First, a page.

Go Public asked all provinces and territories how many complaints – before and during the pandemic – had been received about Equifax.

Those who responded say complaints have increased during COVID-19 and the number one complaint is about errors in credit reports.

A report by the Public Interest Advocacy Center (PIAC) on credit reports found that one in five Canadians say they have had problems with errors in their credit report.

Of these, 10% believed they had been denied financial services because of these errors, according to the report. Credit report: how are consumers doing?

This report is over 15 years old, but PIAC’s Lawford believes little has changed and nothing appears to be more recent in Canada.

In the US, the Consumer Financial Protection Bureau (CFPB) received 700,000 complaints about incomplete or inaccurate credit reports involving Equifax, Experian (US only) and TransUnion between January 2020 and September 2021.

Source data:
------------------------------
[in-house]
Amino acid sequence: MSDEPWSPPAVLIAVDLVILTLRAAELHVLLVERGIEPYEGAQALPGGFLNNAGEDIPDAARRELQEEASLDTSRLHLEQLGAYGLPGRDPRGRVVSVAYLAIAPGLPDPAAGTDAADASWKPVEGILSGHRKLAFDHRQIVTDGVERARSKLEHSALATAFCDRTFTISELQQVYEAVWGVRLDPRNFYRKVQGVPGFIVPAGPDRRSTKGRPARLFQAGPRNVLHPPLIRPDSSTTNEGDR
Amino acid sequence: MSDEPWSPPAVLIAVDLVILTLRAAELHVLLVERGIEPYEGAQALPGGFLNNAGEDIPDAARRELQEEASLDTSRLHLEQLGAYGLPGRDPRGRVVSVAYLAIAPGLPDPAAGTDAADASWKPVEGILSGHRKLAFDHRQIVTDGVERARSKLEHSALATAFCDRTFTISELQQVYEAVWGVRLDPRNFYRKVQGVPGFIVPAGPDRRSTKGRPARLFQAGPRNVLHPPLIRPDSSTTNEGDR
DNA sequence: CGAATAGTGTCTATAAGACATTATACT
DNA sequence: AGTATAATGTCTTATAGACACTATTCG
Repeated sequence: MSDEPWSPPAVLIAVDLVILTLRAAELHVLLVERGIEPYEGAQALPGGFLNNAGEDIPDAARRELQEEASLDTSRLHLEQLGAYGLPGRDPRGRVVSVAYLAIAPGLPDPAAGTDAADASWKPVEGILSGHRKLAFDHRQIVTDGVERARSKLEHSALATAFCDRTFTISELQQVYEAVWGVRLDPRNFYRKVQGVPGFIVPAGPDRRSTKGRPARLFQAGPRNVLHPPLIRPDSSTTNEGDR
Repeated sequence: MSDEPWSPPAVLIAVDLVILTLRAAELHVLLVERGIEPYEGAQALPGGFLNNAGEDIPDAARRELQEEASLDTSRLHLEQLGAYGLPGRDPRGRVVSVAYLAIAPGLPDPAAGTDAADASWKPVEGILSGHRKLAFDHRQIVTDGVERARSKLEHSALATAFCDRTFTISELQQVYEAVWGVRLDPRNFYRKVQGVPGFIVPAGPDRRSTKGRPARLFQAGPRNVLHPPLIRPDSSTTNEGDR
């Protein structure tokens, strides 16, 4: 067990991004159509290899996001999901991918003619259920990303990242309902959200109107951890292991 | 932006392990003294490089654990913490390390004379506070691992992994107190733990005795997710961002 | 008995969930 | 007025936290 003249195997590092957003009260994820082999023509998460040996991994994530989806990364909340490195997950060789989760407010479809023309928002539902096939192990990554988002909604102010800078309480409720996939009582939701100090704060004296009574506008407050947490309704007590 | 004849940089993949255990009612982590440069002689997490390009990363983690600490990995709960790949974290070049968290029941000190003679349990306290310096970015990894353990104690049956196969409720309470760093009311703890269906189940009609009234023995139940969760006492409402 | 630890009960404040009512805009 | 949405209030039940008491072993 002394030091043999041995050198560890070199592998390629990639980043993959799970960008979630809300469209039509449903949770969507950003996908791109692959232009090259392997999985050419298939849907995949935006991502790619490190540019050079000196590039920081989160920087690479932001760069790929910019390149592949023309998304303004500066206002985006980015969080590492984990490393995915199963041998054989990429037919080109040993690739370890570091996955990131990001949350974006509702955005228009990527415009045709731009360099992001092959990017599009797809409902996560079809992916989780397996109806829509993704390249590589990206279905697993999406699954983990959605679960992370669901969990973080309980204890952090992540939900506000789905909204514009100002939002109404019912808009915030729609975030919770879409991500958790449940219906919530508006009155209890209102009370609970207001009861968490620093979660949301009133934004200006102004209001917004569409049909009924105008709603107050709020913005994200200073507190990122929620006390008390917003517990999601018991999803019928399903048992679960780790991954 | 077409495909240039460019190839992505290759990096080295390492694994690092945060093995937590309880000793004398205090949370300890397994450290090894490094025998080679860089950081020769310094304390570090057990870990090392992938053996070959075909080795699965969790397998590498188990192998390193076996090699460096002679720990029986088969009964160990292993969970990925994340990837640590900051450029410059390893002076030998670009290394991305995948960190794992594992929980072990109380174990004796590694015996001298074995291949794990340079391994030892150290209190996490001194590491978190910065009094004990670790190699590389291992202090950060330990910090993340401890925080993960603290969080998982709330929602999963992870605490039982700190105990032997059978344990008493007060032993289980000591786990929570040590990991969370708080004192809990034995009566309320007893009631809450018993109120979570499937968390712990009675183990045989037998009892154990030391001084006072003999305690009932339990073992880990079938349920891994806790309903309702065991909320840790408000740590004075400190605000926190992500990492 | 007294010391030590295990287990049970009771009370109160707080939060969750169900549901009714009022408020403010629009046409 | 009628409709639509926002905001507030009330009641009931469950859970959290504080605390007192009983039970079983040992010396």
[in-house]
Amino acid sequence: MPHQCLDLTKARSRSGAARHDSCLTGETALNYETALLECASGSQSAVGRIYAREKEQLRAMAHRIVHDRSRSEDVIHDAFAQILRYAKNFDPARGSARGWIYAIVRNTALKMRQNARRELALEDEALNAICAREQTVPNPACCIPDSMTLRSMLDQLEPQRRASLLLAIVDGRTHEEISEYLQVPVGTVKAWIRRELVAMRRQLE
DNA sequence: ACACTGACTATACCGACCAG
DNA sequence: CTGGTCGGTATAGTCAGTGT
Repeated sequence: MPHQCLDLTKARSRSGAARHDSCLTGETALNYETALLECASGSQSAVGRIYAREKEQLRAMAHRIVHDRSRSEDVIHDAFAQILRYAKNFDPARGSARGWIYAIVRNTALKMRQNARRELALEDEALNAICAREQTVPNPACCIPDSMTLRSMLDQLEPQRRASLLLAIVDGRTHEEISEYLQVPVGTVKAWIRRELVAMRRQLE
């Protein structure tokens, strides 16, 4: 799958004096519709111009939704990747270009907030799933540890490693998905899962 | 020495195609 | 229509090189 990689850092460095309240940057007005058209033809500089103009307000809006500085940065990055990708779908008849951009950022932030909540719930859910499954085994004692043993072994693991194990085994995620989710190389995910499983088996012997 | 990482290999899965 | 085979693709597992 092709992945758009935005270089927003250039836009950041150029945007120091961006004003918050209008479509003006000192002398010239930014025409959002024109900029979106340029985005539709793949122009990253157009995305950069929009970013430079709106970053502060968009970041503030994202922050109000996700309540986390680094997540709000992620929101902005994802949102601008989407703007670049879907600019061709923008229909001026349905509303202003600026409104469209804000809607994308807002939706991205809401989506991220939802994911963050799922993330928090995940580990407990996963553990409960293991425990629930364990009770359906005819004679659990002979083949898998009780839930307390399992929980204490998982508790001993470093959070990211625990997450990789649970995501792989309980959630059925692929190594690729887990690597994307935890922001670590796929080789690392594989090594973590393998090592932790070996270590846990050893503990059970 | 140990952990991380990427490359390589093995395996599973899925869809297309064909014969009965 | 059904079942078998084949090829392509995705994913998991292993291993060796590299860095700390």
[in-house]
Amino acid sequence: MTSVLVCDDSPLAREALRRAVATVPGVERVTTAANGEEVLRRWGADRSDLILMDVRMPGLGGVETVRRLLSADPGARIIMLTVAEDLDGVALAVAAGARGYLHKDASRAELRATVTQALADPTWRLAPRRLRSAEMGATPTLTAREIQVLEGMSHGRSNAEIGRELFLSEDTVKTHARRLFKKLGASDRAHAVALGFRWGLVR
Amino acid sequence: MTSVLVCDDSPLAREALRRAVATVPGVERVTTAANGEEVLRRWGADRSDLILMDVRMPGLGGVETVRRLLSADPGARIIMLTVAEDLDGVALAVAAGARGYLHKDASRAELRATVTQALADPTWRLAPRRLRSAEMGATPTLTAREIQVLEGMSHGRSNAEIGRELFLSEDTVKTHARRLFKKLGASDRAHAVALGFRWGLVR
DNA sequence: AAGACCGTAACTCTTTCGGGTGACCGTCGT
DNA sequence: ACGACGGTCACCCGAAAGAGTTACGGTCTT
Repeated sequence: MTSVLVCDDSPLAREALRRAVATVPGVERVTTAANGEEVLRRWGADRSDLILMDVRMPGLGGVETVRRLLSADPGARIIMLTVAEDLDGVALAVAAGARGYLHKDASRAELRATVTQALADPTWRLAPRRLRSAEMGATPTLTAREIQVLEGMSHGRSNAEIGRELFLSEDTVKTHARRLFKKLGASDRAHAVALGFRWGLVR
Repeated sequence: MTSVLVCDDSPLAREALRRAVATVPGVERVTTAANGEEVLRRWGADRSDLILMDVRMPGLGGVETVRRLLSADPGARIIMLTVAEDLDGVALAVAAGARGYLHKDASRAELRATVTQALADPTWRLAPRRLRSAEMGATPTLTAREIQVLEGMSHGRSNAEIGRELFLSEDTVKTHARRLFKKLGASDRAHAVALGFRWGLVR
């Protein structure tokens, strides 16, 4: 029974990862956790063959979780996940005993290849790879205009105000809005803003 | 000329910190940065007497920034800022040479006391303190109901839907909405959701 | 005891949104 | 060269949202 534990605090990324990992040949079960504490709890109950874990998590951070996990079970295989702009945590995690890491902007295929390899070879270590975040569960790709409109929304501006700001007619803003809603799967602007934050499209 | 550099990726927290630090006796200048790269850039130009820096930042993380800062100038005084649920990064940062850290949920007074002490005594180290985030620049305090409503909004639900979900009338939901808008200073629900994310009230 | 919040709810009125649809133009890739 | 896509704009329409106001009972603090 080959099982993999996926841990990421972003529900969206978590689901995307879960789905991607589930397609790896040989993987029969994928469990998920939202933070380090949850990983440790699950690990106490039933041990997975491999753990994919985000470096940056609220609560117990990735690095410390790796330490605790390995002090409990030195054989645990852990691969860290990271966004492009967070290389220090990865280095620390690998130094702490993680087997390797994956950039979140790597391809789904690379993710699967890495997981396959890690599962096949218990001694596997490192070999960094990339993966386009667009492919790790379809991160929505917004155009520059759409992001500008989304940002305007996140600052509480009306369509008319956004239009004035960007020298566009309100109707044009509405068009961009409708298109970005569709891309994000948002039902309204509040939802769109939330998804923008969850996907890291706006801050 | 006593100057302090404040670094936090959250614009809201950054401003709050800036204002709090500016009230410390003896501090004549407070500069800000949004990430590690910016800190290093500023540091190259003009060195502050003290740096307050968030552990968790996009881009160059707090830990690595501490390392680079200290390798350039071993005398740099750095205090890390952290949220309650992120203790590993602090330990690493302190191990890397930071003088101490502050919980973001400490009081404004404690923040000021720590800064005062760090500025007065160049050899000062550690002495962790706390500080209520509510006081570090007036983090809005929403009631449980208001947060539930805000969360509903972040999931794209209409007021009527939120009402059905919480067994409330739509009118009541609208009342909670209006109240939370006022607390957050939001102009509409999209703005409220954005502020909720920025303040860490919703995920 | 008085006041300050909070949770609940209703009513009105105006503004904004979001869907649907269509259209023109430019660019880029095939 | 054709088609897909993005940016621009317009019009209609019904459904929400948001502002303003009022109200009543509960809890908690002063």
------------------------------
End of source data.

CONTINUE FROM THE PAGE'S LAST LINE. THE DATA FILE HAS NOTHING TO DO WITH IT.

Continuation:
This accounted for more than half of all complaints received by the agency during this period, even though the CFPB also supervises banks, lenders and other financial companies. The United States has 30 days for credit reporting agencies to respond to disputes.

As for Rochon, she is grateful that the errors on her credit history are corrected, but she and his wife continue to be excluded from the housing market due to delays in the correction.

“It’s incredibly frustrating and time consuming. Every time you call it takes at least an hour and people just tell you the same thing. I’m sure they’re just reading a script and saying this will be done within a certain amount of time.”

Where to file a complaint: